Review “Night School” By Lee Child (Novel)

Well, it has been way too long since I last reviewed a novel (novel reviews will become a regular feature late this year/early next year though). And, I hadn’t planned to review one today – but, after spending about five and a half hours binge-reading a second-hand charity shop copy of “Night School” by Lee Child, it felt appropriate to review it too.

This review will contain some PLOT SPOILERS, but I’ll try to avoid major ones.

This is the 2016 UK Bantam Press hardback edition of “Night School” that I read.

“Night School” is a novel from 2016 that is the 21st thriller in Lee Child’s famous “Jack Reacher” series. Like in the other novels in this series that I’ve read, “Night School” tells a self-contained story that doesn’t really require any knowledge of other novels in the series.

The story is something of a prequel to many of the other novels, with the events of the story taking place in 1996. Jack Reacher is an American military policeman who has recently been awarded a medal for a covert mission in Eastern Europe.

He’s on the up and up, and there’s a lot of military gossip about his next assignment. But, when Reacher is summoned to the Pentagon, he learns that he’s been… assigned to take a training course in forensics and inter-agency co-operation.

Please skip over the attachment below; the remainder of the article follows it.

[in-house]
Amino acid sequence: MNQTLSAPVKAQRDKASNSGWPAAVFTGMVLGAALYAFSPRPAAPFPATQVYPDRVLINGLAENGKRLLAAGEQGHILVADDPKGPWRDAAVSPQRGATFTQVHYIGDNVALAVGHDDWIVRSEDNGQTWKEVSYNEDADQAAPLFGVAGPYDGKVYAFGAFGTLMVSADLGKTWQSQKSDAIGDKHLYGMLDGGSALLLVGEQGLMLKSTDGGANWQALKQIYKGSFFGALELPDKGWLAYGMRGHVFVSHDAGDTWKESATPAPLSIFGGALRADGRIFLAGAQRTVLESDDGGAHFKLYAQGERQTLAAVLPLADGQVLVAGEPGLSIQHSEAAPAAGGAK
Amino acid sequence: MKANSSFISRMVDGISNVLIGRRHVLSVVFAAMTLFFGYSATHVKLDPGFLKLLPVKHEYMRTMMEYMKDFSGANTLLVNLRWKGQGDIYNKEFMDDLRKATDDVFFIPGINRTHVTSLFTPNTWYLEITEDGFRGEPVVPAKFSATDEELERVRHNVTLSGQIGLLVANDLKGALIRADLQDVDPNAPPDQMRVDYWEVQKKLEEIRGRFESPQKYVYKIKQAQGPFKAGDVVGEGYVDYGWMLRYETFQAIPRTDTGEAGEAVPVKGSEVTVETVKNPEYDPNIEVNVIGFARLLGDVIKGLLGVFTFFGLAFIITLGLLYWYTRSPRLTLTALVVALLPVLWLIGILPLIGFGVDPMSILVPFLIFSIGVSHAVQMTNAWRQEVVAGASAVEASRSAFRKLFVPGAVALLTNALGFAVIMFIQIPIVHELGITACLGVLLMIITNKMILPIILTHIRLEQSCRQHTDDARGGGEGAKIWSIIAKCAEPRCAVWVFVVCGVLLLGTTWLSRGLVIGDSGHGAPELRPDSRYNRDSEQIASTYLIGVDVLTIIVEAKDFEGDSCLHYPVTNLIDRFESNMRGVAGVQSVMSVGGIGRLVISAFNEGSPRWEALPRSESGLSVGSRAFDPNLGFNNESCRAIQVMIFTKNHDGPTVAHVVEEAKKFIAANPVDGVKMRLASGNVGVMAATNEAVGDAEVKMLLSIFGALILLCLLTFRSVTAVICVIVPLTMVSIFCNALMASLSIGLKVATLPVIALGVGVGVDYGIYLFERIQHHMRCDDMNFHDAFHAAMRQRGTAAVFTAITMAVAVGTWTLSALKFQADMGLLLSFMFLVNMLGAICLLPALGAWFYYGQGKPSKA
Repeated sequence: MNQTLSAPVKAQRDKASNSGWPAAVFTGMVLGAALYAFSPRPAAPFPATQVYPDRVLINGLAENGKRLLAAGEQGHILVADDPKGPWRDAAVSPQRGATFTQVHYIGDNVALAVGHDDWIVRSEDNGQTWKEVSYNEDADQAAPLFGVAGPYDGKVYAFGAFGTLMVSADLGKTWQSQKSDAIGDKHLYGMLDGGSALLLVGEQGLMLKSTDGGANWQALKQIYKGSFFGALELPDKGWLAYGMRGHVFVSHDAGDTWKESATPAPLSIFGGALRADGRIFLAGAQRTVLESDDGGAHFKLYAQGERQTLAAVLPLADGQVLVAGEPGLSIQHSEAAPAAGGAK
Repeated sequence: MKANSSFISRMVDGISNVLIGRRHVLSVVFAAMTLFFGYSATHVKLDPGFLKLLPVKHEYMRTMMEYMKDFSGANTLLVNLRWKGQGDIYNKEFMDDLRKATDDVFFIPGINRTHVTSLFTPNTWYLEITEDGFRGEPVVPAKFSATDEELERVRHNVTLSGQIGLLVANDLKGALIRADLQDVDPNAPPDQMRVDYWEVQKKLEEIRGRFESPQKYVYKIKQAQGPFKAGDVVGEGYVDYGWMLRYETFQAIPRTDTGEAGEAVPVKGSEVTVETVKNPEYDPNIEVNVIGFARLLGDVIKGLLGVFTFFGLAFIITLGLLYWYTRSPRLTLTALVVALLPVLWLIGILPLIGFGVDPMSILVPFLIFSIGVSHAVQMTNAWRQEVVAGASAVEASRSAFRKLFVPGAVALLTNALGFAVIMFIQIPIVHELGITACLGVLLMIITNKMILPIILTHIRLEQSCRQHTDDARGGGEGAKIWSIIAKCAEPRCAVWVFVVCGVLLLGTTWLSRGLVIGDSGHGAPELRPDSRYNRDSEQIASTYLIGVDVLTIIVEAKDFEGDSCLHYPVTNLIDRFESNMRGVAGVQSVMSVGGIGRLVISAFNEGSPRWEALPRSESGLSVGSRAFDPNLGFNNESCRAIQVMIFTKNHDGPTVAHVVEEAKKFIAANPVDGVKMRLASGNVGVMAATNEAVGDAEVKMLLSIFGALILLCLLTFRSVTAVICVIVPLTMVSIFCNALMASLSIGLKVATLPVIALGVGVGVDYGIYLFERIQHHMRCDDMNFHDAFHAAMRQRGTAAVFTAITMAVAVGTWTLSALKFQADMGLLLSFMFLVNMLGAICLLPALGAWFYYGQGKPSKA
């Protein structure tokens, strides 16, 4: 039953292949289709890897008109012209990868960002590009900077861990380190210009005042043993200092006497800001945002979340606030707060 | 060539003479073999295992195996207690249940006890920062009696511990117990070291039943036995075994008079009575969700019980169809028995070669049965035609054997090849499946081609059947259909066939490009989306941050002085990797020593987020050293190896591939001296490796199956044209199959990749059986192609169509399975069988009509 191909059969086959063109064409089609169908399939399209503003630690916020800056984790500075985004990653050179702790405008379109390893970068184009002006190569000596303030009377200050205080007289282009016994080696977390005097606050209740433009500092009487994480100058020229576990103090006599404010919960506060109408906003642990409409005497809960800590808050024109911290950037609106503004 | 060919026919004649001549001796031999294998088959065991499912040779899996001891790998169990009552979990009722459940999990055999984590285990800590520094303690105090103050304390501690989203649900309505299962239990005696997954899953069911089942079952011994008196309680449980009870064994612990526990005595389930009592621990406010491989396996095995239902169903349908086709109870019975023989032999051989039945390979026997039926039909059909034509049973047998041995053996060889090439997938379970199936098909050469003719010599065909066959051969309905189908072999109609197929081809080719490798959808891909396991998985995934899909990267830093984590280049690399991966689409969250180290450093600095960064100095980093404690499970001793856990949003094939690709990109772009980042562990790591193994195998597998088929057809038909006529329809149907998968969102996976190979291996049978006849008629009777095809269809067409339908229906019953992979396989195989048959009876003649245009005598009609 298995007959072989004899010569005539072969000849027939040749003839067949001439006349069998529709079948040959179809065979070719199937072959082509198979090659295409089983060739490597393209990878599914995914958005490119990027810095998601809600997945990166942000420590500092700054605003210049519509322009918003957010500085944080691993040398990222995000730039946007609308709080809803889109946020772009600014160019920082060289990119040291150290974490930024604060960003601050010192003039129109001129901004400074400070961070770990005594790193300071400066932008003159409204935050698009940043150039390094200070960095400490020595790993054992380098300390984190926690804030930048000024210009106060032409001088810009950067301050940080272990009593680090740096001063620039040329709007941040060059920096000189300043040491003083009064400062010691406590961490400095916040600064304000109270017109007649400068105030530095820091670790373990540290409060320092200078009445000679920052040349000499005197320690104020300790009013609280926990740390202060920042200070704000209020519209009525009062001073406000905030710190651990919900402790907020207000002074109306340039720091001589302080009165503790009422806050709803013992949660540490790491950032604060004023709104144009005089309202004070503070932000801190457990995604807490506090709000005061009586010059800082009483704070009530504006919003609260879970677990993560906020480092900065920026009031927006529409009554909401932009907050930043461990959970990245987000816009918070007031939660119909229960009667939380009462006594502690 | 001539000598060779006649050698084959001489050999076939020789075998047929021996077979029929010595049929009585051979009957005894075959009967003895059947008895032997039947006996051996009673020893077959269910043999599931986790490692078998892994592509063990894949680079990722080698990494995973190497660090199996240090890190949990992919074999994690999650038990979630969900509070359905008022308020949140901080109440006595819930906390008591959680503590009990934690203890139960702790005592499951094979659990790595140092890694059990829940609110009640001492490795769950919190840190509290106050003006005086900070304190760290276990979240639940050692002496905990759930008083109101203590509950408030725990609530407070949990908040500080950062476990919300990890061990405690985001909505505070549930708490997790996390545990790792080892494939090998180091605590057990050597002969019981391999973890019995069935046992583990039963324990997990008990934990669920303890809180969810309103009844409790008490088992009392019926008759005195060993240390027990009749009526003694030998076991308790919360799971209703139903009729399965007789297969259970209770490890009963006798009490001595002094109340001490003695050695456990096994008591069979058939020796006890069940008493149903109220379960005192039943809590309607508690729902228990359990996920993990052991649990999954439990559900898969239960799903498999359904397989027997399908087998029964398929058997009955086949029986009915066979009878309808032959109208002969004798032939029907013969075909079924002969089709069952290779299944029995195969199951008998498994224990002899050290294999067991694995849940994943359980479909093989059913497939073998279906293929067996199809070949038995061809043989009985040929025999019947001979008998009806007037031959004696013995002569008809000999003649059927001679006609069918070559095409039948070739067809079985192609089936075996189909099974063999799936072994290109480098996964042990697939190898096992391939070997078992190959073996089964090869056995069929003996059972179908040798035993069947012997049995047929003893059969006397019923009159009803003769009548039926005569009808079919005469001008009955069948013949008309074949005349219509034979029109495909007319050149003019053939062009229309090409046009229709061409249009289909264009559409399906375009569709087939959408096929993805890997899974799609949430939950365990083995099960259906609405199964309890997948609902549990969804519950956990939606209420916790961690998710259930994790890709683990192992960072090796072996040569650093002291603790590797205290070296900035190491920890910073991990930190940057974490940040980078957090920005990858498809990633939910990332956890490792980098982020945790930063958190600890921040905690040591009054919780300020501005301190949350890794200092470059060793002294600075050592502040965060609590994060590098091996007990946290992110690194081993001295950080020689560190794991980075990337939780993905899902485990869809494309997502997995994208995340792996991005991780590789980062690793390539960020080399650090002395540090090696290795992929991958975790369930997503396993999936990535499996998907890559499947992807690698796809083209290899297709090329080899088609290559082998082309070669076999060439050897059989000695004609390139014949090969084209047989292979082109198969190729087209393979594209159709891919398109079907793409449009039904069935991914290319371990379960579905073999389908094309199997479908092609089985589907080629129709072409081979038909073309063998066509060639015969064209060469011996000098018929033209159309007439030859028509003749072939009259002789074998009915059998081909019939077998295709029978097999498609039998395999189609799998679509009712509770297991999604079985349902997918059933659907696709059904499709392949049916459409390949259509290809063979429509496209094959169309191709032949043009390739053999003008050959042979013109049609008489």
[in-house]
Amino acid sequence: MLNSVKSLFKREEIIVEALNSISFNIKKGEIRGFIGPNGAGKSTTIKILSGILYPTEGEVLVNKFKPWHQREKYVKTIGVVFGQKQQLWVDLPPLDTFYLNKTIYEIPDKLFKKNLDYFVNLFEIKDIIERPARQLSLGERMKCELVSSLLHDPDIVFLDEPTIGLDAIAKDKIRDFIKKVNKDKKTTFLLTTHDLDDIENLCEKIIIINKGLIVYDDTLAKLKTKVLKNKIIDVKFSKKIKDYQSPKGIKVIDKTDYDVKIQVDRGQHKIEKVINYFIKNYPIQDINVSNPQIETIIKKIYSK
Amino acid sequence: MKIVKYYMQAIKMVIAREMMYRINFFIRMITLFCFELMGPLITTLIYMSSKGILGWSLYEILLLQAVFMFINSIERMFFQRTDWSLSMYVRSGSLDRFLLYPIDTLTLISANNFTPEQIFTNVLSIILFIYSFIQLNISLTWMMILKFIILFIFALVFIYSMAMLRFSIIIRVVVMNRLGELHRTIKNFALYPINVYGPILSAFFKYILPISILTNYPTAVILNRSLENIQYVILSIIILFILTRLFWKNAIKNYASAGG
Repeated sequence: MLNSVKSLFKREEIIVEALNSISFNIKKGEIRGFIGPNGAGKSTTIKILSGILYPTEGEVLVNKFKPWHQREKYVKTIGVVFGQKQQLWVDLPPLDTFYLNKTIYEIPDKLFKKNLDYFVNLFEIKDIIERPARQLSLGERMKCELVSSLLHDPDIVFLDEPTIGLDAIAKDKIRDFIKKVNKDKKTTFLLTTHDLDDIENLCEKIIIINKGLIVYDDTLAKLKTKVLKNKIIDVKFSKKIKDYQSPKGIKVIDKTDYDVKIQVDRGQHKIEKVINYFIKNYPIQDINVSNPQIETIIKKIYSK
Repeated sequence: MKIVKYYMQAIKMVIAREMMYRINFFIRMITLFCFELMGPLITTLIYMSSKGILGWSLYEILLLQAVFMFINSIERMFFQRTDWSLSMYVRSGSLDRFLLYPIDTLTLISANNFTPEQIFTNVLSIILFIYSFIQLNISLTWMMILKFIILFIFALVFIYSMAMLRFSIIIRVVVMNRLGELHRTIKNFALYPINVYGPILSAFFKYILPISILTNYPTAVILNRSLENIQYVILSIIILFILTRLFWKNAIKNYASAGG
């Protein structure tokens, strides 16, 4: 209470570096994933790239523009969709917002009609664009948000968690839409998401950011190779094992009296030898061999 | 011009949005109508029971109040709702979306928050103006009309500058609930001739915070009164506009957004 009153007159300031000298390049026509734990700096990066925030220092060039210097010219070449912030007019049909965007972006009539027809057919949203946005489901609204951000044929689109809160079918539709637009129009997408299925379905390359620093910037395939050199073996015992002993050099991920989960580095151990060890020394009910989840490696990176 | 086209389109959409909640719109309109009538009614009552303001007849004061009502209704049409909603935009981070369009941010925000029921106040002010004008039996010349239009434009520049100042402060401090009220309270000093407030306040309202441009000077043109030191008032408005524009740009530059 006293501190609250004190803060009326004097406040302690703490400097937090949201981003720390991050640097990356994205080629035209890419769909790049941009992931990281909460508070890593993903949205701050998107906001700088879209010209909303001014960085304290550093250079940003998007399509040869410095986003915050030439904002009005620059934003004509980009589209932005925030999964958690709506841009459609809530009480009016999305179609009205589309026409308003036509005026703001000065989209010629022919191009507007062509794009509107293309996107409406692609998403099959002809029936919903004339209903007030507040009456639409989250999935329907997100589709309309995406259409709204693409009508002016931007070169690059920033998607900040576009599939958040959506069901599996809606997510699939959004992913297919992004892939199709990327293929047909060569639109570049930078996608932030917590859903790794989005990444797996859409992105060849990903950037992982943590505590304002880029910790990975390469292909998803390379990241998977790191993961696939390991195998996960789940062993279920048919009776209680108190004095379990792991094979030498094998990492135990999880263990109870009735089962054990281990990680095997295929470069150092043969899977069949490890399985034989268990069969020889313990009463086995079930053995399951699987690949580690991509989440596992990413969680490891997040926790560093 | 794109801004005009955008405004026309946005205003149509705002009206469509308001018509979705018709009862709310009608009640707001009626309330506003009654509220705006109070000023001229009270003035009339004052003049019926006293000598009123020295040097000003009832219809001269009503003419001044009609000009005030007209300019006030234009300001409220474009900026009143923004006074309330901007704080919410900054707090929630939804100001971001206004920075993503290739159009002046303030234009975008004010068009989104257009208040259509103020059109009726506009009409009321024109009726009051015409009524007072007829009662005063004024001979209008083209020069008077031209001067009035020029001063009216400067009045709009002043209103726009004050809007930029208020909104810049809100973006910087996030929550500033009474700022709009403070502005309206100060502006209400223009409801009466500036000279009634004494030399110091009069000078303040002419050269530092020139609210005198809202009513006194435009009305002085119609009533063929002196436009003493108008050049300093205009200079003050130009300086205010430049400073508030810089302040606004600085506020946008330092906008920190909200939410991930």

Of course, when he arrives at the facility, there are only two other students. A highly-commended member of the FBI and an outstanding member of the CIA. Between the three of them, they quickly realise that they aren’t there to study inter-agency co-operation or forensics……

One of the very first things that I will say about this novel is that about the first two-thirds or so of it are better than the later parts. Like any good thriller, the novel starts out in a mysteriously exciting fashion.

In some ways, the beginning and middle of “Night School” are reminiscent of an American TV show like “24” or “NCIS” and, in other ways, these parts of the story are more like a classic modern European thriller (like a more fast-paced version of Stieg Larsson’s “The Girl Who Played With Fire”).

Yet, during the later parts of the story, there’s less suspense. The plot twists seem predictable, hollow and clichéd. The ending also seems somewhat anticlimactic. So, this is a story that is more about the journey than the destination. Everything leading up to the later parts of the story is fast-paced, complex, mysterious and thrilling (enough to warrant a marathon binge-reading session). Yet, the story gradually starts losing dramatic value as it progresses.